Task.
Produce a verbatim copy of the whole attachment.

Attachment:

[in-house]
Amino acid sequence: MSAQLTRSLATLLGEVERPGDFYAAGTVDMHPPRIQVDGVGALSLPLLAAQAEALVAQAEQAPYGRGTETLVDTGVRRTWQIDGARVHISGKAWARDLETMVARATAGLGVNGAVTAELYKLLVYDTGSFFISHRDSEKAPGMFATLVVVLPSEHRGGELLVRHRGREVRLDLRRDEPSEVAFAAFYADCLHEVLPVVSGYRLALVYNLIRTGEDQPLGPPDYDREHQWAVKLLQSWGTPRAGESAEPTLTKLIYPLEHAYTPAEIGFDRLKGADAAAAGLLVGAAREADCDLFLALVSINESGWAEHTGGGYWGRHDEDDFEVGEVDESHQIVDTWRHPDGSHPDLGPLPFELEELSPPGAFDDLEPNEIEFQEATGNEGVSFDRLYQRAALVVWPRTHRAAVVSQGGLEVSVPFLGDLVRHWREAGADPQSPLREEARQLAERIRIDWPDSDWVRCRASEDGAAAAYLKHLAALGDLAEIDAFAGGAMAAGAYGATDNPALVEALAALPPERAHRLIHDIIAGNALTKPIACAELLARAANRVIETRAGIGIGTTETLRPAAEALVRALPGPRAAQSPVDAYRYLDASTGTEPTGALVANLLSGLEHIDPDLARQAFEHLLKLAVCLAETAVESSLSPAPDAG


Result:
[in-house]
Amino acid sequence: MSAQLTRSLATLLGEVERPGDFYAAGTVDMHPPRIQVDGVGALSLPLLAAQAEALVAQAEQAPYGRGTETLVDTGVRRTWQIDGARVHISGKAWARDLETMVARATAGLGVNGAVTAELYKLLVYDTGSFFISHRDSEKAPGMFATLVVVLPSEHRGGELLVRHRGREVRLDLRRDEPSEVAFAAFYADCLHEVLPVVSGYRLALVYNLIRTGEDQPLGPPDYDREHQWAVKLLQSWGTPRAGESAEPTLTKLIYPLEHAYTPAEIGFDRLKGADAAAAGLLVGAAREADCDLFLALVSINESGWAEHTGGGYWGRHDEDDFEVGEVDESHQIVDTWRHPDGSHPDLGPLPFELEELSPPGAFDDLEPNEIEFQEATGNEGVSFDRLYQRAALVVWPRTHRAAVVSQGGLEVSVPFLGDLVRHWREAGADPQSPLREEARQLAERIRIDWPDSDWVRCRASEDGAAAAYLKHLAALGDLAEIDAFAGGAMAAGAYGATDNPALVEALAALPPERAHRLIHDIIAGNALTKPIACAELLARAANRVIETRAGIGIGTTETLRPAAEALVRALPGPRAAQSPVDAYRYLDASTGTEPTGALVANLLSGLEHIDPDLARQAFEHLLKLAVCLAETAVESSLSPAPDAG